This option almost goes without saying.  Try a savory salad with fresh herbs, green onions, peanuts, and a touch of sesame oil one day, and a sweet salad with apples, toasted walnuts, and gorgonzola the next.  By varying your toppings (cheese, nuts, beans, fruits, veggies, meat, dressing), the possibilities are endless.

5. In a Soup

You can add chopped cooking greens to many soups.  One of our favorites is Spicy Potato Sausage and Greens Soup (From Asparagus to Zucchini cookbook), a delicious soup made with chicken broth and topped with a spoonful of cream.  You can also make soups where greens star as the main ingredient.  This past summer I tried a new recipe, Kale Potato Soup, from the cookbook Simply in Season (one of our beloved cookbooks!).  The kale—cooked and pureed—turned the soup completely green.  Before I showed it to my boys, I told them we were having a very special dish for dinner: HULK SOUP.  Dinner that night was full of loud outbursts as we all morphed into Hulk over and over again, but Harper and Asher cleaned out their bowls with no problem.

6. In a Smoothie

Every day Dan and I drink a quart of green smoothie, a beverage made up of 1/2 to 2/3 greens, and 1/2 to 1/3 fruit.  I started drinking green smoothies about a year ago, after Dan’s parents introduced me to Victoria Boutenko’s Greens for Life and Green Smoothie Revolution.  Since then I’ve experienced an increase in energy and a significant decrease in allergic reactions—I think of green smoothies as my daily dose of a super-vitamin.

If you’ve never made a green smoothie before, here are two important considerations:

  • Use a high-speed blender like a Vitamix or Nutribullet. You can use a standard blender, but the greens may not blend well, resulting in an unpalatable drink.  Also, Boutenko describes how greens, which are high in cellulose, are more easily assimilated into the body when broken-down in a high-speed blender.
  • Rotate your greens for maximum nutritive benefits. Boutenko recommends rotating a variety of at least 7 greens.

For more information, read Boutenko’s “Guidelines for Green Smoothie Consumption for Optimal Health Benefits.” 

As I said at the beginning of this post, you’re getting enough greens to eat them for three meals a day—including breakfast.  This week I made a frittata with radish greens and beet greens, green onions, herbs, and potatoes.  Pair the frittata with a green smoothie, and you’re off to a great start to your day.

Potato Garlic Herbs

Begin by prepping the vegetables: chop the green onions, leafy greens of your choice, and herbs, and slice the potatoes.  I used fingerling potatoes in this recipe, sliced thinly so I didn’t have to cook them ahead of time.  If you don’t have fingerlings, use baby red or baby Yukon gold potatoes.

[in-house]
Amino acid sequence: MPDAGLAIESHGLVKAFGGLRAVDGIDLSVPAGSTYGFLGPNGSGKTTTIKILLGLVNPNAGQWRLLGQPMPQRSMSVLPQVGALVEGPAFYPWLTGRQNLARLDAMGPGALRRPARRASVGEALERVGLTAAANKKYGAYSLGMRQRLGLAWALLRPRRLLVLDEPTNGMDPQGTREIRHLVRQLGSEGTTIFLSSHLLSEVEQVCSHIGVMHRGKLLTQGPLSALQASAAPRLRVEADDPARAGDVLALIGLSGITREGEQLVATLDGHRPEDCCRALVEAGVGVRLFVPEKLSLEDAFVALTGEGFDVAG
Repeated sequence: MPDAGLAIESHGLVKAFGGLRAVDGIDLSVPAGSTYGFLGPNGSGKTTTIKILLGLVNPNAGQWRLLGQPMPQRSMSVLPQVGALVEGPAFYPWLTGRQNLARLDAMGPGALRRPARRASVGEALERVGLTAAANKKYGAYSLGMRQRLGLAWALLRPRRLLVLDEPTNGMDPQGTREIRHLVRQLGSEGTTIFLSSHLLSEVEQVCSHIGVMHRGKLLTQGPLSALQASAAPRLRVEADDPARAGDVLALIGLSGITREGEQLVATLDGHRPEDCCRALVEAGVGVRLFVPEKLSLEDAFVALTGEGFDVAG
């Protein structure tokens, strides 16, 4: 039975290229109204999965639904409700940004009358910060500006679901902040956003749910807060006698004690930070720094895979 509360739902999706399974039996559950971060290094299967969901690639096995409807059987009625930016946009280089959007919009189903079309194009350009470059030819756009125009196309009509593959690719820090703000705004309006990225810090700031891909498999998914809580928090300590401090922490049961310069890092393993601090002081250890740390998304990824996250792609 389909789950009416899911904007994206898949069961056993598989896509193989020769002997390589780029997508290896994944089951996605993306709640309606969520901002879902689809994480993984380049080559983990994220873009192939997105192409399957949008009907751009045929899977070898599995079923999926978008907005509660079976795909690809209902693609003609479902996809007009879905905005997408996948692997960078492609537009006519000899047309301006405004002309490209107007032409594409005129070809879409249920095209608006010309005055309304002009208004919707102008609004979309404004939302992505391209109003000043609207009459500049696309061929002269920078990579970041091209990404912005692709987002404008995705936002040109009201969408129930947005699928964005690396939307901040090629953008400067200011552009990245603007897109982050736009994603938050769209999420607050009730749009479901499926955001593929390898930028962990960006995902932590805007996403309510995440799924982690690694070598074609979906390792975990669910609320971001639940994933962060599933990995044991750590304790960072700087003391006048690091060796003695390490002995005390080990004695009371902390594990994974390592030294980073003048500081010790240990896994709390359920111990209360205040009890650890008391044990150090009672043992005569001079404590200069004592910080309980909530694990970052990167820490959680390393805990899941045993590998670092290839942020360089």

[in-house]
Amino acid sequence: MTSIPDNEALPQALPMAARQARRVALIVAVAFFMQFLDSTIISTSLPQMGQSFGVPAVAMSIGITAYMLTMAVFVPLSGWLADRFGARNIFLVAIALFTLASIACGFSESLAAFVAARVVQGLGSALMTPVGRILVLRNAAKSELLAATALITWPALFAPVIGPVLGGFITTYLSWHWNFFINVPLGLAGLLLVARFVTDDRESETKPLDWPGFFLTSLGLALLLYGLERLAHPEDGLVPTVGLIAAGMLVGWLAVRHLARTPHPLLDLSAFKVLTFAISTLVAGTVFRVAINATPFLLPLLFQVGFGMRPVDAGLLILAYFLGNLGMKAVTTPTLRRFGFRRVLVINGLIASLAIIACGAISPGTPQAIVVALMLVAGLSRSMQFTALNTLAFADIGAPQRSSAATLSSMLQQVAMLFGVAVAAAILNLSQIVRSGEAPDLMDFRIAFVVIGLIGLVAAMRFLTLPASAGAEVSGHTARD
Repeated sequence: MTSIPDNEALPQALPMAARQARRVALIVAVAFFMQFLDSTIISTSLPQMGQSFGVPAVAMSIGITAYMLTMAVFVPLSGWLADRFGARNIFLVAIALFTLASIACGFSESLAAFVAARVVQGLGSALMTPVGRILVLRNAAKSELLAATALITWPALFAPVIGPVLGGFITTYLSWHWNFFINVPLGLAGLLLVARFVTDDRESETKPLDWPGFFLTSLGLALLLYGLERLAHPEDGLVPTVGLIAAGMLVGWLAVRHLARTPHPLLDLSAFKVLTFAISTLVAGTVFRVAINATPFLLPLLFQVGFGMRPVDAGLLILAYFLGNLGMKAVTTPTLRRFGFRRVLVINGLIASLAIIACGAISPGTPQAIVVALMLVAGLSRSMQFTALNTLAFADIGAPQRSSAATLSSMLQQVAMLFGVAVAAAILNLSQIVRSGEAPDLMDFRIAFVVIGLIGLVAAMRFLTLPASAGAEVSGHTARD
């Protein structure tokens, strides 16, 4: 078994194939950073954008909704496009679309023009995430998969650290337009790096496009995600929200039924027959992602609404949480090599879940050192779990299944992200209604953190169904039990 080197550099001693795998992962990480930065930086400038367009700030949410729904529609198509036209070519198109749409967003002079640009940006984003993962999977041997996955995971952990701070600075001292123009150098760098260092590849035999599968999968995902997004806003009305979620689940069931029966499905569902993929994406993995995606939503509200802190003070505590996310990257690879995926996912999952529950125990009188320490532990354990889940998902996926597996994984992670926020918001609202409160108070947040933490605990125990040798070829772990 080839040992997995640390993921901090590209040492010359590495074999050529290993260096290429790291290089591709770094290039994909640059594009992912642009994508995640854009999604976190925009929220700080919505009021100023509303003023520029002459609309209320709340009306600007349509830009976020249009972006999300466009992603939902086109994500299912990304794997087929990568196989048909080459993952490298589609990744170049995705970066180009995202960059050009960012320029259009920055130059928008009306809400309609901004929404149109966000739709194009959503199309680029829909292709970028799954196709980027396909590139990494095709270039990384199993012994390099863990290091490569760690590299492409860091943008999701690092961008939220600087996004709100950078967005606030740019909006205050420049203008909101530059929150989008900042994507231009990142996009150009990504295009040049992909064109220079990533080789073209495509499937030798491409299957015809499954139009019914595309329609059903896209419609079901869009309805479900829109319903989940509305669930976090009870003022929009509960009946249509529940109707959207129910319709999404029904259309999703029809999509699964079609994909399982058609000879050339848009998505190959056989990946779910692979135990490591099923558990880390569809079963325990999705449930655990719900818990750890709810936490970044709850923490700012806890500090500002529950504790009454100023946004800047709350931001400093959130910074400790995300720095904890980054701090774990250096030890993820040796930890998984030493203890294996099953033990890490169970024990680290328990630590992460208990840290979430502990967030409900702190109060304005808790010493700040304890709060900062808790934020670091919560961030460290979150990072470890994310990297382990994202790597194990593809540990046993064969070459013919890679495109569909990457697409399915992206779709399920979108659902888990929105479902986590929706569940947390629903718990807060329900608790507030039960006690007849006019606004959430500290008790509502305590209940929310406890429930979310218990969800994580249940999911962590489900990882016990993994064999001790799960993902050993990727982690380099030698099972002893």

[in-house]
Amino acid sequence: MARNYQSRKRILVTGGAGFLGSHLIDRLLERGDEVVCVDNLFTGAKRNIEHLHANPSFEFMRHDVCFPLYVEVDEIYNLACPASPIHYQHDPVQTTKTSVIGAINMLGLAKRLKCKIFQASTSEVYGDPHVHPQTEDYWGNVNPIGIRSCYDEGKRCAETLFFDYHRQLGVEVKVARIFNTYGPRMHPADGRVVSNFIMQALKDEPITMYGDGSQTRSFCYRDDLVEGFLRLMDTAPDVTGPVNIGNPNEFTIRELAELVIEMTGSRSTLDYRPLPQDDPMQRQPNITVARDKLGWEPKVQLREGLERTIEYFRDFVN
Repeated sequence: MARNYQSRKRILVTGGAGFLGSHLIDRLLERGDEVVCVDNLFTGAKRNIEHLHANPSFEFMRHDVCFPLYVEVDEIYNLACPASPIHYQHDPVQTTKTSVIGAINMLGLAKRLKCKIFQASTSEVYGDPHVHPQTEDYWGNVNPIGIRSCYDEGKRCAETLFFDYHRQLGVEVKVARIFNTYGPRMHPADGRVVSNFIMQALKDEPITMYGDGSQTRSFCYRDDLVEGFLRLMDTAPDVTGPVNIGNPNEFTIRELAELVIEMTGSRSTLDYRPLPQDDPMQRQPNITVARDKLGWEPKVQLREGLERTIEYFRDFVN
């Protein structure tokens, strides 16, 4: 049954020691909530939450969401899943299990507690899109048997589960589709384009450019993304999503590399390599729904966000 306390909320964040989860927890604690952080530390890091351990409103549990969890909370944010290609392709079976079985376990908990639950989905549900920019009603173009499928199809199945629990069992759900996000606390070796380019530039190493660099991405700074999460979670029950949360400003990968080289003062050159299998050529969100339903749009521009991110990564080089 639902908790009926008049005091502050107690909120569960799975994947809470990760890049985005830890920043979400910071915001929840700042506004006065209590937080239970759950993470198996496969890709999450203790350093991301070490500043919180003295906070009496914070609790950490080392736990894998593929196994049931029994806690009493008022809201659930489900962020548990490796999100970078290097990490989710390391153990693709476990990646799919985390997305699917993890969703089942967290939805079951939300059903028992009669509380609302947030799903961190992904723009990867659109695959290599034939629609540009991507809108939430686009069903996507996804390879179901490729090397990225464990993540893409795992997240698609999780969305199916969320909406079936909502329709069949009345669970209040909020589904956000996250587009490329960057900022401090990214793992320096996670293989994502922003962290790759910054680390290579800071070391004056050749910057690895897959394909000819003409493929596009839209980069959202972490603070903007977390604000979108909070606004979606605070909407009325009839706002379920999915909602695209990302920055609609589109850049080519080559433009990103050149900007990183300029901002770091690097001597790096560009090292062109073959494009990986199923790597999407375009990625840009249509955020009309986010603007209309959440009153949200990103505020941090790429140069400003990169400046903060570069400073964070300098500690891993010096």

Once your veggies are ready, heat your skillet over medium heat and add about a tablespoon of olive oil.  I used my cast iron skillet—if you don’t have cast iron make sure your frying pan is flameproof as this dish requires broiling for its finishing touch.

Green Onions

Add the chopped green onions and sauté for about three minutes, until they’re just browning around the edges.  Push the onions to the side of the skillet, then add the potatoes and spread them evenly over the base of the pan.  Let the potatoes sit for about 4 minutes.

Meanwhile, lightly beat 6 eggs.  Add ¼ cup milk (I used whole milk) and add a touch of salt and pepper.  Set aside.

Potatoes in Skillet

Flip the potatoes and let the other side sit for about four minutes.  The first side should be golden brown.  Once the potatoes are done, add the greens, garlic, and herbs and cook for another two minutes, stirring often to prevent sticking.

Preheat the broiler to high.  Spread the greens/potato/herb mixture evenly over the base of the skillet, then pour the eggs over the potato mixture.  Press the veggies under the eggs, then evenly sprinkle the cheese on top.

Frittata in Skillet

Cook over medium heat for 5-6 minutes, until the eggs are just beginning to set.  Then place the skillet under the broiler for 1-2 minutes (do not overbroil!) until the frittata is set and golden.

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You can serve the frittata hot, warm, or cold and cut into wedges.  If you’d like, serve with pancakes (I made gluten-free oatmeal pancakes) and a green smoothie made of spinach, beet greens, banana, and tropical frozen fruit mix.

Scroll down for the printables of the Potato, Green Onions, and Greens Frittata and the Every Day Green Smoothie.

How do you eat your greens?  I’d love to hear your ideas–leave me a comment and let me know!

Photographs and Food Styling: Anne Kingma